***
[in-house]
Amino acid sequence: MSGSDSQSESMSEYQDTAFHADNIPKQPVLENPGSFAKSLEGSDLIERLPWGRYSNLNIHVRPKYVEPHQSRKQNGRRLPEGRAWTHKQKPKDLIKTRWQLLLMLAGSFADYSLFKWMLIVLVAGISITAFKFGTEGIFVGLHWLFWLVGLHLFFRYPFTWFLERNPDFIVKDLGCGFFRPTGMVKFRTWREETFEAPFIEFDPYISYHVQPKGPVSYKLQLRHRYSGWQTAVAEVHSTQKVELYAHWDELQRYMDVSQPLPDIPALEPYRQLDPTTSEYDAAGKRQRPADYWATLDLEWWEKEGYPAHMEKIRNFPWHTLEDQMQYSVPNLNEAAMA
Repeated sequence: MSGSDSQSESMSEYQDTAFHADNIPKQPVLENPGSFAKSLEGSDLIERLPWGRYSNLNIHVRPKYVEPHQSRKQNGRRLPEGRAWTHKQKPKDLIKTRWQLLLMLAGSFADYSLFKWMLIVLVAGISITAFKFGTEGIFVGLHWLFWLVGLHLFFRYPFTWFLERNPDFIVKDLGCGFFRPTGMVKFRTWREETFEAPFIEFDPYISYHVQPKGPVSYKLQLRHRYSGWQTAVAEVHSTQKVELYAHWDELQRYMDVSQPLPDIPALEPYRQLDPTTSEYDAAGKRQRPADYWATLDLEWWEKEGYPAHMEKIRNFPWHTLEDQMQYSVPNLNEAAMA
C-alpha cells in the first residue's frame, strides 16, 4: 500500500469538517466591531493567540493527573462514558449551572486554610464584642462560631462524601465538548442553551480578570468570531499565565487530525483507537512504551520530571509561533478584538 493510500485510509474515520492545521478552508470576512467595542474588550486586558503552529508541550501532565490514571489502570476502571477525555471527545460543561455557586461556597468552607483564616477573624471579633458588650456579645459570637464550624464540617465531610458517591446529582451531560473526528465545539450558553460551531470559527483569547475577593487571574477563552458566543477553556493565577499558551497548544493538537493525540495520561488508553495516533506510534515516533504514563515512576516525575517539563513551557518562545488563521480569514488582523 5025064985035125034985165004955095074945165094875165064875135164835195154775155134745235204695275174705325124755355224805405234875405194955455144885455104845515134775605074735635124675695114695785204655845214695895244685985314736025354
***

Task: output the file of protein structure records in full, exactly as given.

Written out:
[in-house]
Amino acid sequence: MSGSDSQSESMSEYQDTAFHADNIPKQPVLENPGSFAKSLEGSDLIERLPWGRYSNLNIHVRPKYVEPHQSRKQNGRRLPEGRAWTHKQKPKDLIKTRWQLLLMLAGSFADYSLFKWMLIVLVAGISITAFKFGTEGIFVGLHWLFWLVGLHLFFRYPFTWFLERNPDFIVKDLGCGFFRPTGMVKFRTWREETFEAPFIEFDPYISYHVQPKGPVSYKLQLRHRYSGWQTAVAEVHSTQKVELYAHWDELQRYMDVSQPLPDIPALEPYRQLDPTTSEYDAAGKRQRPADYWATLDLEWWEKEGYPAHMEKIRNFPWHTLEDQMQYSVPNLNEAAMA
Repeated sequence: MSGSDSQSESMSEYQDTAFHADNIPKQPVLENPGSFAKSLEGSDLIERLPWGRYSNLNIHVRPKYVEPHQSRKQNGRRLPEGRAWTHKQKPKDLIKTRWQLLLMLAGSFADYSLFKWMLIVLVAGISITAFKFGTEGIFVGLHWLFWLVGLHLFFRYPFTWFLERNPDFIVKDLGCGFFRPTGMVKFRTWREETFEAPFIEFDPYISYHVQPKGPVSYKLQLRHRYSGWQTAVAEVHSTQKVELYAHWDELQRYMDVSQPLPDIPALEPYRQLDPTTSEYDAAGKRQRPADYWATLDLEWWEKEGYPAHMEKIRNFPWHTLEDQMQYSVPNLNEAAMA
C-alpha cells in the first residue's frame, strides 16, 4: 500500500469538517466591531493567540493527573462514558449551572486554610464584642462560631462524601465538548442553551480578570468570531499565565487530525483507537512504551520530571509561533478584538 493510500485510509474515520492545521478552508470576512467595542474588550486586558503552529508541550501532565490514571489502570476502571477525555471527545460543561455557586461556597468552607483564616477573624471579633458588650456579645459570637464550624464540617465531610458517591446529582451531560473526528465545539450558553460551531470559527483569547475577593487571574477563552458566543477553556493565577499558551497548544493538537493525540495520561488508553495516533506510534515516533504514563515512576516525575517539563513551557518562545488563521480569514488582523 5025064985035125034985165004955095074945165094875165064875135164835195154775155134745235204695275174705325124755355224805405234875405194955455144885455104845515134775605074735635124675695114695785204655845214695895244685985314736025354